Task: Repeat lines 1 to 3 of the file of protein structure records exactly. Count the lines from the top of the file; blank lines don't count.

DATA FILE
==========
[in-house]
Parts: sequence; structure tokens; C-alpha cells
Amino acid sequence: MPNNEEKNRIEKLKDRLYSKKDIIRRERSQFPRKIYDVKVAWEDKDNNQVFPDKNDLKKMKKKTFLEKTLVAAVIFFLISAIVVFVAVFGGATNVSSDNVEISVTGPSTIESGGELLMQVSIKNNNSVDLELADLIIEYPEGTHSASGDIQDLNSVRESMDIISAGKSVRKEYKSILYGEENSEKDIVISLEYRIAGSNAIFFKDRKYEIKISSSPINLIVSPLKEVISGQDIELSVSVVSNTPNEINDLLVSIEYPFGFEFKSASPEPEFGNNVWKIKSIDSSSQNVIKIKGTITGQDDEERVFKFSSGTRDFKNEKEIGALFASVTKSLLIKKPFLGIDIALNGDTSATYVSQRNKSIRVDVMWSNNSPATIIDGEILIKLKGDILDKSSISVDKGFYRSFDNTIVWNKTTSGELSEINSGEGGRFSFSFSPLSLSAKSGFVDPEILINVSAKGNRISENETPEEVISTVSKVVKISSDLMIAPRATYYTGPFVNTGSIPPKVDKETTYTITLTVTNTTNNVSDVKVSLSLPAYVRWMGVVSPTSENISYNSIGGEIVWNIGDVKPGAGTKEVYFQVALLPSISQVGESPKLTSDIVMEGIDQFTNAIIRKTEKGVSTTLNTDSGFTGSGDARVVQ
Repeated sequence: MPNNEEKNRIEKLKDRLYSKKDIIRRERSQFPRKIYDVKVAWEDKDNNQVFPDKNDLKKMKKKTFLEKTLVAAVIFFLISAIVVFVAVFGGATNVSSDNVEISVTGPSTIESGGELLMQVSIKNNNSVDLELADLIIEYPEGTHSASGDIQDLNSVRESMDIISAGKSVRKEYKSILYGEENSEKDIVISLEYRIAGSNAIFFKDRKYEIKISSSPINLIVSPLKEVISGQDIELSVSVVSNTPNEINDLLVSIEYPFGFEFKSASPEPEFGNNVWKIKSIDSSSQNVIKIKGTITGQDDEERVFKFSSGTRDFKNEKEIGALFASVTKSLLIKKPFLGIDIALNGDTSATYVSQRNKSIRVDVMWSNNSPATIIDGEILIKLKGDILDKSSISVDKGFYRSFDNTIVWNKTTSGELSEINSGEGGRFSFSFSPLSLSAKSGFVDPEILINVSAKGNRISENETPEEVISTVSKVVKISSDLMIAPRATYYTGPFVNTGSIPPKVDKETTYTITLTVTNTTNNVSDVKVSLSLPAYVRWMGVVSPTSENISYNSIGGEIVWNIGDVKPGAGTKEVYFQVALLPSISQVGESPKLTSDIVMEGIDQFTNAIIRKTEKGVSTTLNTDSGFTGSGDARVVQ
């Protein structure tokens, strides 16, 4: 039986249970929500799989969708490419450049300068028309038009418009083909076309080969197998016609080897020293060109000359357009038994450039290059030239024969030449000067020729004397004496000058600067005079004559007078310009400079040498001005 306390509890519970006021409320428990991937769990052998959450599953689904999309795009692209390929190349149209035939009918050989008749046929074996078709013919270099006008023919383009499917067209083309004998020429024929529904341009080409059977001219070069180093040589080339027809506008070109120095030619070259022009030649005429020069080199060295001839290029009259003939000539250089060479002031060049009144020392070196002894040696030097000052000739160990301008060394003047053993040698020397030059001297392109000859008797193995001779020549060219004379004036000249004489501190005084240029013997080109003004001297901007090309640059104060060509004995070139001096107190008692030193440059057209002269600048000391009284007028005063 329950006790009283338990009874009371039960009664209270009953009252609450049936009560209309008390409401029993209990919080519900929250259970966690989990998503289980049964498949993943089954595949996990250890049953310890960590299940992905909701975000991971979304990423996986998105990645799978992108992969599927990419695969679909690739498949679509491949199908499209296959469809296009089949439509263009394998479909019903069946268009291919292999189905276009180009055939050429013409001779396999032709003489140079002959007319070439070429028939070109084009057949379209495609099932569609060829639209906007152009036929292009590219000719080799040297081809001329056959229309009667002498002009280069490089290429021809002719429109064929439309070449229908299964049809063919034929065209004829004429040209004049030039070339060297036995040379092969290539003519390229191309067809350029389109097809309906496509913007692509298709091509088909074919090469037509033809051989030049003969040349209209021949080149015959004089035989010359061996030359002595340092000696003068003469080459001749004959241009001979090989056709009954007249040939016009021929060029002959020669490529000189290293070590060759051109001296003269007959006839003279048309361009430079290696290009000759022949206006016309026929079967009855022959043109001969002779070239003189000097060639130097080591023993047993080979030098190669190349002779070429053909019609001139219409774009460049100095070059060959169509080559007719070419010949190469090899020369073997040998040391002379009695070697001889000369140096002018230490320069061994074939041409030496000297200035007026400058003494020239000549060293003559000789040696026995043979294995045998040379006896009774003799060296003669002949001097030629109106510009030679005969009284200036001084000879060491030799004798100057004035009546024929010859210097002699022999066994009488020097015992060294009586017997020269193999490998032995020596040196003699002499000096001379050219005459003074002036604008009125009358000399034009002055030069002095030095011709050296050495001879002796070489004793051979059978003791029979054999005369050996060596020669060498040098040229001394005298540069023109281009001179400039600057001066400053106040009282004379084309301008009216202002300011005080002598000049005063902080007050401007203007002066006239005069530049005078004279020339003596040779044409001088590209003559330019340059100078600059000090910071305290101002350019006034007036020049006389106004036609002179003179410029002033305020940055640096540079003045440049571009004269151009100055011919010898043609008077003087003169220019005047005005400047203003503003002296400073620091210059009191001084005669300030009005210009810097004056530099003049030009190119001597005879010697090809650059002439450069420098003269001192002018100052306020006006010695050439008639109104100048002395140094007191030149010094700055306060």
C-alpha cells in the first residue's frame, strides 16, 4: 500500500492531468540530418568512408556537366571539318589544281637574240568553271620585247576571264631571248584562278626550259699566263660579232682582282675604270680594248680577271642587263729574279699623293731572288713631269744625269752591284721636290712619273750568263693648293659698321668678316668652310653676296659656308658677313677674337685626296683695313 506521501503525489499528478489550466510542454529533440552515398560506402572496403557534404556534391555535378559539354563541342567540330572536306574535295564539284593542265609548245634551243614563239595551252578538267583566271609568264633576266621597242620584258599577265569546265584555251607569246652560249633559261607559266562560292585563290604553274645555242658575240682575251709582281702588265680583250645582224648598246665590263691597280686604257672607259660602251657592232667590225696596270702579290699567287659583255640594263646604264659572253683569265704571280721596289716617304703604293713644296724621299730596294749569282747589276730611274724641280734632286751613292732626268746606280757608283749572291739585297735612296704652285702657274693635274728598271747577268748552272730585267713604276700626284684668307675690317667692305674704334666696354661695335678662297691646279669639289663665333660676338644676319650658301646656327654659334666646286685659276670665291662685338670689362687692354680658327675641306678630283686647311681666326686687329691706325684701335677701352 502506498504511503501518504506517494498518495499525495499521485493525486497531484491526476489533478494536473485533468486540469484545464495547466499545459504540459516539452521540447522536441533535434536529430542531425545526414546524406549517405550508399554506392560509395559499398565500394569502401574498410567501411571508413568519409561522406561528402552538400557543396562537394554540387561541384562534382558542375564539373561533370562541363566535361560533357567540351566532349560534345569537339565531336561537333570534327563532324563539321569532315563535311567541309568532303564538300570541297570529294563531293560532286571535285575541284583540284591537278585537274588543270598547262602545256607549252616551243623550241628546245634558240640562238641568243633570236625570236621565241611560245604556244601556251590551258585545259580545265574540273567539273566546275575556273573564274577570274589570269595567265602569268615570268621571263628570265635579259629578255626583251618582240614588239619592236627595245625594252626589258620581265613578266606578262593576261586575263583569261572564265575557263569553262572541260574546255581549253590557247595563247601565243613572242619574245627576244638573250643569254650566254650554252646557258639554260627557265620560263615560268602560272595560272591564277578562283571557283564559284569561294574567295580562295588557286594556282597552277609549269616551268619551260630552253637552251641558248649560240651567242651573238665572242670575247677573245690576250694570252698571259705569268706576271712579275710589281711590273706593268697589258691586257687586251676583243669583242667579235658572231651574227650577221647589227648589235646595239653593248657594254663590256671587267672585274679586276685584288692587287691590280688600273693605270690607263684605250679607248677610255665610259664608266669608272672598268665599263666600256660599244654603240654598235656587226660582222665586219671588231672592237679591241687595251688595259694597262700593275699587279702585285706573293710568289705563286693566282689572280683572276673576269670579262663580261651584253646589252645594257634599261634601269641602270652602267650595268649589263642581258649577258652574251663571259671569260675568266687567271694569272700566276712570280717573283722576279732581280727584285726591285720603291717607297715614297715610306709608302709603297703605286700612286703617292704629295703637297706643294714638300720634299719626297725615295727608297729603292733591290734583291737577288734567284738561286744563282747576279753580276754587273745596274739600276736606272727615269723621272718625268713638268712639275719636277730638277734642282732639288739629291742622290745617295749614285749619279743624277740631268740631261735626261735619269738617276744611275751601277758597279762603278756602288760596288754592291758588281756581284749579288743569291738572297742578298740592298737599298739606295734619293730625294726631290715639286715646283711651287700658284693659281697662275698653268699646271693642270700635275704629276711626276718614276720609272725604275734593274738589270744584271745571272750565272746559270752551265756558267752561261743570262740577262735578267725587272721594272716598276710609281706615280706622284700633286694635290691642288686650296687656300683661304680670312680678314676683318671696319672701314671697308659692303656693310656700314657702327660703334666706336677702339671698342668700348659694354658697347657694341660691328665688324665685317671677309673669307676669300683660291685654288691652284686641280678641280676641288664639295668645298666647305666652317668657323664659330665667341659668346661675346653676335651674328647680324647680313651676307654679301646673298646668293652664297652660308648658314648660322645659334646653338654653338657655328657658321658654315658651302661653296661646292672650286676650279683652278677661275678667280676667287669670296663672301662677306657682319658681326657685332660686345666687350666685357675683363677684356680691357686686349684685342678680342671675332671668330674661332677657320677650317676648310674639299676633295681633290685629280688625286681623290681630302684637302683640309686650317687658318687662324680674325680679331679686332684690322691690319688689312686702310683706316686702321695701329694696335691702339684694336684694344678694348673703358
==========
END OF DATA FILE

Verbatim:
[in-house]
Parts: sequence; structure tokens; C-alpha cells
Amino acid sequence: MPNNEEKNRIEKLKDRLYSKKDIIRRERSQFPRKIYDVKVAWEDKDNNQVFPDKNDLKKMKKKTFLEKTLVAAVIFFLISAIVVFVAVFGGATNVSSDNVEISVTGPSTIESGGELLMQVSIKNNNSVDLELADLIIEYPEGTHSASGDIQDLNSVRESMDIISAGKSVRKEYKSILYGEENSEKDIVISLEYRIAGSNAIFFKDRKYEIKISSSPINLIVSPLKEVISGQDIELSVSVVSNTPNEINDLLVSIEYPFGFEFKSASPEPEFGNNVWKIKSIDSSSQNVIKIKGTITGQDDEERVFKFSSGTRDFKNEKEIGALFASVTKSLLIKKPFLGIDIALNGDTSATYVSQRNKSIRVDVMWSNNSPATIIDGEILIKLKGDILDKSSISVDKGFYRSFDNTIVWNKTTSGELSEINSGEGGRFSFSFSPLSLSAKSGFVDPEILINVSAKGNRISENETPEEVISTVSKVVKISSDLMIAPRATYYTGPFVNTGSIPPKVDKETTYTITLTVTNTTNNVSDVKVSLSLPAYVRWMGVVSPTSENISYNSIGGEIVWNIGDVKPGAGTKEVYFQVALLPSISQVGESPKLTSDIVMEGIDQFTNAIIRKTEKGVSTTLNTDSGFTGSGDARVVQ